Murphy’s Law Is Alive And Well In The Canadian Energy Patch
Despite oil being up today, it’s ugly for E&P companies across the globe. But I think Canadian producers have been hit with Murphy’s Law worse than anyone.
After a decent Q2–because of the low Canadian dollar and forest fires reducing supply–virtually everything that possibly could go wrong, has gone wrong. Look at this list:
Murphy’s Law #1 – Oil, Gas and Natural Gas Liquids Prices Collapse
Oil, natural gas, propane……it doesn’t matter which product a Canadian operator is producing today because they all have virtually the same thing in common.
Pricing stinks. Propane prices in Canada have been negative for weeks. Yes, that means producers have to pay to have it taken out of their gas stream. One of the smaller natural gas hubs in Canada has had negative pricing–as much as $2.50/mcf!!–for a couple weeks.
For a while companies were able to avoid the challenging natural gas price environment by focusing on producing oil and liquids rich gas. Encana (ECA) for example had rolled out a strategic plan to shift its production base from a heavy gas weighting to a more profitable liquids focus.
Now it doesn’t matter. Drilling for oil or liquids in a shale play today is just as futile as drilling for natural gas.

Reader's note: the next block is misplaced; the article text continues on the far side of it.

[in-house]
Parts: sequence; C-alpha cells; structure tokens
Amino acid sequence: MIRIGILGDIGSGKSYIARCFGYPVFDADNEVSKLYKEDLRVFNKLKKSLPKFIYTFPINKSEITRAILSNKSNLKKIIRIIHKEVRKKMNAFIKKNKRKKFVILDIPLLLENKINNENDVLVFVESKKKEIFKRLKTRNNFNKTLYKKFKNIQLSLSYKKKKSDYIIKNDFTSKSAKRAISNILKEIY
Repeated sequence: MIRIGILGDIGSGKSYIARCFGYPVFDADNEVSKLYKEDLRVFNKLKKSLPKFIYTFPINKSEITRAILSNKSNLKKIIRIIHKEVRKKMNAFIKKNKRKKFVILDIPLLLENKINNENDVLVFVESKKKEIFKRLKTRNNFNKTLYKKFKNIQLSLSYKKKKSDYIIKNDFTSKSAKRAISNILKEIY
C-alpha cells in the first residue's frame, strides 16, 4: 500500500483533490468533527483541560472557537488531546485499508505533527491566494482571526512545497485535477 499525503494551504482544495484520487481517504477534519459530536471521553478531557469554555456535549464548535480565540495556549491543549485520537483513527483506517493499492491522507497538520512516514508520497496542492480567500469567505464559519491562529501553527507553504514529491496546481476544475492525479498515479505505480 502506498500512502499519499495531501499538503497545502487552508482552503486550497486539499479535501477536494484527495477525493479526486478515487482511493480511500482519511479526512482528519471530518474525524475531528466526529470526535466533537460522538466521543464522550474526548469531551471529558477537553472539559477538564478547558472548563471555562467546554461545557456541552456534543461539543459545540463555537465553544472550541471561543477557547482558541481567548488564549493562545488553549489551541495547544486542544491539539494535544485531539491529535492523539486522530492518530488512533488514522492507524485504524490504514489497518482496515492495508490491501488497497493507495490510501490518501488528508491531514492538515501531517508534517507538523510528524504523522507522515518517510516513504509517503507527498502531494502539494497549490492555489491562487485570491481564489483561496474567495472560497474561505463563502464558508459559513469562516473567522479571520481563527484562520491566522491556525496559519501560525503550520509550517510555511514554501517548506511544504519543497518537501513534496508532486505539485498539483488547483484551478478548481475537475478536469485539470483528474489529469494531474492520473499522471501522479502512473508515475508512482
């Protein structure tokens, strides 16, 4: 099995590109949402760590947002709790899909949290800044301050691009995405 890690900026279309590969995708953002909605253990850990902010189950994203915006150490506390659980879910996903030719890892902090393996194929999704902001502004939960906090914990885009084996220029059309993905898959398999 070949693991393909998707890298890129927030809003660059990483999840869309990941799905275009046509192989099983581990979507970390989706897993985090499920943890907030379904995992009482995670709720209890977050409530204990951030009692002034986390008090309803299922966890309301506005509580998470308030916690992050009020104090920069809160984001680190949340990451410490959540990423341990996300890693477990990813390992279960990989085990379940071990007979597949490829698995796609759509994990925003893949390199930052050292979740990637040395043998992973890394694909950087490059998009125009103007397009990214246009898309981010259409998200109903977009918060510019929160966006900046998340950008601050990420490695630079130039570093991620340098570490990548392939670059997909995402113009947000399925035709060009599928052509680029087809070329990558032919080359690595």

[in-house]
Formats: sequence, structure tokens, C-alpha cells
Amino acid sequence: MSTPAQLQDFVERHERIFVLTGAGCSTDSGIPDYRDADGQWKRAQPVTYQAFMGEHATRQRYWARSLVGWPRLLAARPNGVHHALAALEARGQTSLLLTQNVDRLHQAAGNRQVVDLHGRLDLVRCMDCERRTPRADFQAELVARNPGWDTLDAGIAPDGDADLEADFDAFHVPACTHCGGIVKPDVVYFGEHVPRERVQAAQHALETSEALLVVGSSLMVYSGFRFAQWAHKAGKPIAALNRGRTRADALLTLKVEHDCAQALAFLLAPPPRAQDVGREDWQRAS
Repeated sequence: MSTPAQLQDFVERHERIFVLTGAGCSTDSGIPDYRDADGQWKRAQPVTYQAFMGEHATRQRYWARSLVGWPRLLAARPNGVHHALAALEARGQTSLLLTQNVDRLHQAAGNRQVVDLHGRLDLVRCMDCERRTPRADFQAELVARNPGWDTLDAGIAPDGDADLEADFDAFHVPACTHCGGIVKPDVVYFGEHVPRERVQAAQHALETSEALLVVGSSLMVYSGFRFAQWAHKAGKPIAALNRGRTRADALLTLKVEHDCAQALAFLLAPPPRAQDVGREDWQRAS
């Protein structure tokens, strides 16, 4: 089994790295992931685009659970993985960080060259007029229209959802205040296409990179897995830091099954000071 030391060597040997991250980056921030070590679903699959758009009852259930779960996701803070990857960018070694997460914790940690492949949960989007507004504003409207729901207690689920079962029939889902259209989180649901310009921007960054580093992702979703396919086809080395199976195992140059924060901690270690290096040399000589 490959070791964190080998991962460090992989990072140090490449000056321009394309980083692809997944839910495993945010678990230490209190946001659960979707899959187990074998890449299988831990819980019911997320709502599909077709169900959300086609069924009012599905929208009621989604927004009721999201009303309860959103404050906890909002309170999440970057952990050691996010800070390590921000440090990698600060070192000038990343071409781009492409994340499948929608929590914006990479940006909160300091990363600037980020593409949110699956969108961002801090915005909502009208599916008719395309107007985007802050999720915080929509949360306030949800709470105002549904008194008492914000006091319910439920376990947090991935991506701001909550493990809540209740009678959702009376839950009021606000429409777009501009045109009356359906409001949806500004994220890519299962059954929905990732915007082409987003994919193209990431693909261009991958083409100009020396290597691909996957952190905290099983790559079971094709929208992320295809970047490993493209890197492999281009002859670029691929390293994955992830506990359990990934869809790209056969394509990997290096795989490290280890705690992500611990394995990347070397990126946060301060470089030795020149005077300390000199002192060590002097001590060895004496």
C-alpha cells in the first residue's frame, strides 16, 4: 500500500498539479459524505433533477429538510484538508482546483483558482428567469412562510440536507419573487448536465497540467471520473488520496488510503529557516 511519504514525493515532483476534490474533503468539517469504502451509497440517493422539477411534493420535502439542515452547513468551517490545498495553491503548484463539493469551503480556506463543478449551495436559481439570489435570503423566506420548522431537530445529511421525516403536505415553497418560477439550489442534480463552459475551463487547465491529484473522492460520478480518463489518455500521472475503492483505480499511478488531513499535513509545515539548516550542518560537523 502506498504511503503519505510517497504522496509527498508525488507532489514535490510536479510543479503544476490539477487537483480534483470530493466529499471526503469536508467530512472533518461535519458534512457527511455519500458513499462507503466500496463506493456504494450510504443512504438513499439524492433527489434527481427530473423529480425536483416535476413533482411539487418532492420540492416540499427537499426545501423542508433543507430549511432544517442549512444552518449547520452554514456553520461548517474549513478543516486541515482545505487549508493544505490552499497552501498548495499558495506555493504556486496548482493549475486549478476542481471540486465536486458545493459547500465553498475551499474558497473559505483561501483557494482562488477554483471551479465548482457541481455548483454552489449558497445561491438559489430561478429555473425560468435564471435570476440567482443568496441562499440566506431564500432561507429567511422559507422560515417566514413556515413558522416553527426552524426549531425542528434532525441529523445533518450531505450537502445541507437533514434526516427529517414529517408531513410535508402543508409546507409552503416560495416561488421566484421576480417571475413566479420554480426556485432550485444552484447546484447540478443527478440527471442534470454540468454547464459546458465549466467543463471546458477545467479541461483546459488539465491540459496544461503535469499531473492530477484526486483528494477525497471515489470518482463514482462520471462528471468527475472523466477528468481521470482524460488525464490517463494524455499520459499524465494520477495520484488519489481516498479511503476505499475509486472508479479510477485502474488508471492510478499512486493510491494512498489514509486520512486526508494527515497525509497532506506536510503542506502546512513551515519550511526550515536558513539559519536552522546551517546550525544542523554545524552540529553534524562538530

At these commodity prices the model is broken.
Murphy’s Law #2 – Canadian Oil Prices Collapse Even More
Everyone knows that the price of oil is in the tank and that natural gas is a lost cause. Not everyone knows that for Canadian heavy oil producers the situation is worse–much worse.
Canadian heavy oil prices (Western Canadian Select) are now sitting at $25 per barrel. Twenty-five. That is not a misprint, that’s the bleak current reality. As I wrote last week, the cause is the simultaneous start-up of phase 2 of Imperial Oil’s (IMO-TSX/NYSE) 110,000 barrel per day Kearl Project, and 230,000 barrels of production coming back online that had been shut in from forest fires.
The really concerning part is that unlike shale production, heavy oil production has a very slow rate of decline. Canadian heavy oil production isn’t supposed to stop growing until 2020.